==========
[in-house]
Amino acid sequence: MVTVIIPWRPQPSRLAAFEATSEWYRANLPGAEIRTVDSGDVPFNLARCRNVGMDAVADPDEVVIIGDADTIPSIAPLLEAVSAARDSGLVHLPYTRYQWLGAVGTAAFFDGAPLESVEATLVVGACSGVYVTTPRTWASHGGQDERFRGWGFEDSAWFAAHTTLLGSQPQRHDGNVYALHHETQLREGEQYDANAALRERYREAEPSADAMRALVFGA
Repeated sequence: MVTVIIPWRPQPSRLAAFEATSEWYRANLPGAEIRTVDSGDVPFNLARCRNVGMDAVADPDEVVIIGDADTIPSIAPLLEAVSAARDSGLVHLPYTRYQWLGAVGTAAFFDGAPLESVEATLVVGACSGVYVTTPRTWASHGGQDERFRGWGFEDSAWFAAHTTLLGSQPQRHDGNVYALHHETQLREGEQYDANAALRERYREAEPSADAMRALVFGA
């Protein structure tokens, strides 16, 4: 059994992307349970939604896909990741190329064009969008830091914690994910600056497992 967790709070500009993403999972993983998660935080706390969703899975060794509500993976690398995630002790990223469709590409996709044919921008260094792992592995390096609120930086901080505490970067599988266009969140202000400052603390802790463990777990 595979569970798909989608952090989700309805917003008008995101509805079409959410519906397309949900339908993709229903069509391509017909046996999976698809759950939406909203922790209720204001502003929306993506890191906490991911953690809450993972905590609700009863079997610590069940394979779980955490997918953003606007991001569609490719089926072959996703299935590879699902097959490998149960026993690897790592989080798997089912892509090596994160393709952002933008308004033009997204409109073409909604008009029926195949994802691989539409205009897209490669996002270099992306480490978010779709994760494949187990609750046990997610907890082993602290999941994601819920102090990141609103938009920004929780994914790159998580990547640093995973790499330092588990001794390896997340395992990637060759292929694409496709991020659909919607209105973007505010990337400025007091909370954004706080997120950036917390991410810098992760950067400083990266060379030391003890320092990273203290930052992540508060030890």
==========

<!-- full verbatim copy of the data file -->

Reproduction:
[in-house]
Amino acid sequence: MVTVIIPWRPQPSRLAAFEATSEWYRANLPGAEIRTVDSGDVPFNLARCRNVGMDAVADPDEVVIIGDADTIPSIAPLLEAVSAARDSGLVHLPYTRYQWLGAVGTAAFFDGAPLESVEATLVVGACSGVYVTTPRTWASHGGQDERFRGWGFEDSAWFAAHTTLLGSQPQRHDGNVYALHHETQLREGEQYDANAALRERYREAEPSADAMRALVFGA
Repeated sequence: MVTVIIPWRPQPSRLAAFEATSEWYRANLPGAEIRTVDSGDVPFNLARCRNVGMDAVADPDEVVIIGDADTIPSIAPLLEAVSAARDSGLVHLPYTRYQWLGAVGTAAFFDGAPLESVEATLVVGACSGVYVTTPRTWASHGGQDERFRGWGFEDSAWFAAHTTLLGSQPQRHDGNVYALHHETQLREGEQYDANAALRERYREAEPSADAMRALVFGA
């Protein structure tokens, strides 16, 4: 059994992307349970939604896909990741190329064009969008830091914690994910600056497992 967790709070500009993403999972993983998660935080706390969703899975060794509500993976690398995630002790990223469709590409996709044919921008260094792992592995390096609120930086901080505490970067599988266009969140202000400052603390802790463990777990 595979569970798909989608952090989700309805917003008008995101509805079409959410519906397309949900339908993709229903069509391509017909046996999976698809759950939406909203922790209720204001502003929306993506890191906490991911953690809450993972905590609700009863079997610590069940394979779980955490997918953003606007991001569609490719089926072959996703299935590879699902097959490998149960026993690897790592989080798997089912892509090596994160393709952002933008308004033009997204409109073409909604008009029926195949994802691989539409205009897209490669996002270099992306480490978010779709994760494949187990609750046990997610907890082993602290999941994601819920102090990141609103938009920004929780994914790159998580990547640093995973790499330092588990001794390896997340395992990637060759292929694409496709991020659909919607209105973007505010990337400025007091909370954004706080997120950036917390991410810098992760950067400083990266060379030391003890320092990273203290930052992540508060030890």